This is proven by his very first AEW promo after helping create The Blackpool Combat Club, in which he did an amazing job hyping the talents of both Jon Moxley and Bryan Danielson.
Another great promo of note was his face promo against Triple H after HHH had attacked Eugene, all hammered home with the line “If you want to fight, look no bloody further.” This passionate and enflamed promo showed face Regal at his most sympathetic.
Regal’s snobbery also comes across so naturally in his promos, best illustrated during Regal’s time as Commissioner. Whether he was trying to read Hamlet to the unwilling crowd, besmirching Mick Foley and branding him a “dirty, foul, insignificant, pathetic pillock!”, or bashing the concept of Thanksgiving on a literal Thanksgiving episode of SmackDown (a holiday not celebrated in the UK), Regal’s ability to draw the ire of the crowd was simply sublime. He was more than just a foreign heel, with his English-speaking origins adding a greater dimension that other foreign talents may have lost out on.
He has even cultivated one of the best catchphrases of recent years, only needing to say two words: “WAR GAMES!”
AEW too seem to be aware of the Brit’s promo talent, allowing him to sit on commentary to add more insight and flavour to the commentating team. He also exclusively refers to Excalibur as “man in the mask”, which is very humourous.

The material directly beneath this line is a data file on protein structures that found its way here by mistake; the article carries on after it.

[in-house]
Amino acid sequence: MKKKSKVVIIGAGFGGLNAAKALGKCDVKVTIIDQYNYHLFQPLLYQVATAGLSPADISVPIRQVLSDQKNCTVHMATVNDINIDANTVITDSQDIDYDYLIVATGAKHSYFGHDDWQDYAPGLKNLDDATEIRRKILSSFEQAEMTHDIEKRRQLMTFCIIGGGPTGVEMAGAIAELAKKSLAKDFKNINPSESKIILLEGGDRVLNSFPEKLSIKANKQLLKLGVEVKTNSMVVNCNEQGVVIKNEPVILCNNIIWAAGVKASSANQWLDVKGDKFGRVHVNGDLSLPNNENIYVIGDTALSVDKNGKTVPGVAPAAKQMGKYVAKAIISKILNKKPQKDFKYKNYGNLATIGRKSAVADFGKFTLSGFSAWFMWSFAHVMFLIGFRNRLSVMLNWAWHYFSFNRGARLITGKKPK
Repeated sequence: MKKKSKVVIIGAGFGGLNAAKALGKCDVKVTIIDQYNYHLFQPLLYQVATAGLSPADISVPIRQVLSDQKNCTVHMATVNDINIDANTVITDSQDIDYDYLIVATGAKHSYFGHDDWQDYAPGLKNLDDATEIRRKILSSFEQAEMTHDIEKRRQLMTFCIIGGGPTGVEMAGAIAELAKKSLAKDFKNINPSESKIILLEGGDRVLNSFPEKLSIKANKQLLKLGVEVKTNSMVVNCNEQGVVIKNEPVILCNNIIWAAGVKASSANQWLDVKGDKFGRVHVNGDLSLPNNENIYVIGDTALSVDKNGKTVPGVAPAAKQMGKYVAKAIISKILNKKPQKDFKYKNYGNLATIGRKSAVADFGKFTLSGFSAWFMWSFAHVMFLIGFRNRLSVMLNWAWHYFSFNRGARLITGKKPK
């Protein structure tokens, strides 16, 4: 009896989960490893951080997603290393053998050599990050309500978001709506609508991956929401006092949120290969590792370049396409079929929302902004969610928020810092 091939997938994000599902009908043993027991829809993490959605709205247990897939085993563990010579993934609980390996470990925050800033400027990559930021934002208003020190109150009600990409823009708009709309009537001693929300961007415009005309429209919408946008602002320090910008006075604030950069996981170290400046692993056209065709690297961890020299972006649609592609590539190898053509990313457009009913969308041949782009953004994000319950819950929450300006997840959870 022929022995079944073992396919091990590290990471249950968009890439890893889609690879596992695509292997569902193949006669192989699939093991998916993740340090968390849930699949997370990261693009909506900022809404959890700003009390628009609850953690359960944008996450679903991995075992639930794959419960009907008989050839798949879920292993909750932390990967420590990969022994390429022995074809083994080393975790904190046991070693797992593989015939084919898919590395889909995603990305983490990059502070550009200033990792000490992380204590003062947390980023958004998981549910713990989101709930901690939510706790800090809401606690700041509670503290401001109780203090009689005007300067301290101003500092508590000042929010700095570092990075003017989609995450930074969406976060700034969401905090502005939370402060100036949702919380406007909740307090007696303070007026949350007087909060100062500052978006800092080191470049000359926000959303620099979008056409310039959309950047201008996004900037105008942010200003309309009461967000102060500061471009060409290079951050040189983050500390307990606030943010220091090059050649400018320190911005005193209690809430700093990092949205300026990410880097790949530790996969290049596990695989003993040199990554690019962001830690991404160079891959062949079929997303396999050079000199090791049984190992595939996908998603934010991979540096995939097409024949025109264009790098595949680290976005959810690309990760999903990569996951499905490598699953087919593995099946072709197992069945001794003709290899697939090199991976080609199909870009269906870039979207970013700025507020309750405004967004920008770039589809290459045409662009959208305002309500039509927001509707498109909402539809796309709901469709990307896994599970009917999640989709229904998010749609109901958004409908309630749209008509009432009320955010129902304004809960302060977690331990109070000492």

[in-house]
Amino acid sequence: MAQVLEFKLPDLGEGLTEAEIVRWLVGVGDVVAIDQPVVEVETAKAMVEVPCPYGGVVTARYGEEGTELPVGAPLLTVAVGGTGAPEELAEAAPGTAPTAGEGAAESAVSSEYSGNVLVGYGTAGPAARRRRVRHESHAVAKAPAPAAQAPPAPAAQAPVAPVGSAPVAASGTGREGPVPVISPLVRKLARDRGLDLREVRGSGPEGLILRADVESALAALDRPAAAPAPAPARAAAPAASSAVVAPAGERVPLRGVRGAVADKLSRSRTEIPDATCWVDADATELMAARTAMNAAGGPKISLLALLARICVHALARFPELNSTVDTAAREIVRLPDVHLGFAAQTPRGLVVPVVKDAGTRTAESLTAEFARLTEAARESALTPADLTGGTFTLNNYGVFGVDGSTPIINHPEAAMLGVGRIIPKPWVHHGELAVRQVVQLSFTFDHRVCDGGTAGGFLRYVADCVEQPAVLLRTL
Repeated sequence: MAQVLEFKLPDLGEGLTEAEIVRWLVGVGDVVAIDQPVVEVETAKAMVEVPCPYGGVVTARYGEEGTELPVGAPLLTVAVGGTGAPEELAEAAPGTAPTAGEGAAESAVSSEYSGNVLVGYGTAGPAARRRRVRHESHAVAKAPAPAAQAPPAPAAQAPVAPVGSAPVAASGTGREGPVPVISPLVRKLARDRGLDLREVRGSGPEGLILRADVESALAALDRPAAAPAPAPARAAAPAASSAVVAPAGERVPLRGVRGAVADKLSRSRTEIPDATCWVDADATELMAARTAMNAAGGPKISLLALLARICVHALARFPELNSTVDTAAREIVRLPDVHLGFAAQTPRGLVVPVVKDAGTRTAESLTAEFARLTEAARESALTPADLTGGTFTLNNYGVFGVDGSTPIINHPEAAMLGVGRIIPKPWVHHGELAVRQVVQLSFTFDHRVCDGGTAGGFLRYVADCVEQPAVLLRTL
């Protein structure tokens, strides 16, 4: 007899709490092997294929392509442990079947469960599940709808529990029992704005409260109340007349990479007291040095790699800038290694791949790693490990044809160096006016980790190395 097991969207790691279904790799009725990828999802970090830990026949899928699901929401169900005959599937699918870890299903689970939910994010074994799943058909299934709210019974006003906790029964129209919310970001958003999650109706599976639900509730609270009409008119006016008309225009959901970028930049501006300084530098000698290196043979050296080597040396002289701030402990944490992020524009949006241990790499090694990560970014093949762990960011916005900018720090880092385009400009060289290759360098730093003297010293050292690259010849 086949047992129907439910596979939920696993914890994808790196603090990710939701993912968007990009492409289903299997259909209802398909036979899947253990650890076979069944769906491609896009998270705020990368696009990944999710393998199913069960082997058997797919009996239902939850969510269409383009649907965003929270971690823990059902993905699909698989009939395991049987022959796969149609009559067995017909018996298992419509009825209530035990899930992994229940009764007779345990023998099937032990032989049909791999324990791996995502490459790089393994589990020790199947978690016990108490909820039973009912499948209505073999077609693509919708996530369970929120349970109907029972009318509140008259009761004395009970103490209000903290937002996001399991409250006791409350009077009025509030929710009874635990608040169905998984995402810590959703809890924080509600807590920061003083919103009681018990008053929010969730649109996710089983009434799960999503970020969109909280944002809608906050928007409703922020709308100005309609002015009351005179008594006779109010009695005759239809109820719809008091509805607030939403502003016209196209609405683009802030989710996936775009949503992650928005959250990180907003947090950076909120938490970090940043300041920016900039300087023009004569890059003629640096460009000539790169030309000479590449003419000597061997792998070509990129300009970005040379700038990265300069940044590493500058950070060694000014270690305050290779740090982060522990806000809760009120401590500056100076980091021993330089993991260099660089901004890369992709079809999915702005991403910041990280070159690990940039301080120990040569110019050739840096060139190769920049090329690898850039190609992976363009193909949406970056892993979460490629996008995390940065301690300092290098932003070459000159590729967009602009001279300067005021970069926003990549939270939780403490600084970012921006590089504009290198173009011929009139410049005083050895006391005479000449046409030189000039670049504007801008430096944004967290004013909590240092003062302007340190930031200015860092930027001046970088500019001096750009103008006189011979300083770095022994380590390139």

We have already touched upon Regal’s magnet-like attraction to the viewer and this is helped by Regal being one of the naturally funniest wrestlers of all time.
William Regal does not have a character as outlandish as The Hurricane, Toru Yano, or Orange Cassidy—for example—but a gimmick that fit his comedy perfectly. The juxtaposition of the astute, snobbish Brit getting into unpleasant or disgusting moments was always fun to watch.
One of Regal’s distinctive comedy aspects is his facial reactions. Growing up in England, a country acclaimed for its comedy, Regal developed some of the best reactions in the business. Examples include his appalled face after receiving The Nasty Boys Pit Stop, Rikishi’s Stinkface, and when met by Tajiri. The most famous has to be his face drinking his cup of tea after it had been urinated in by Chris Jericho.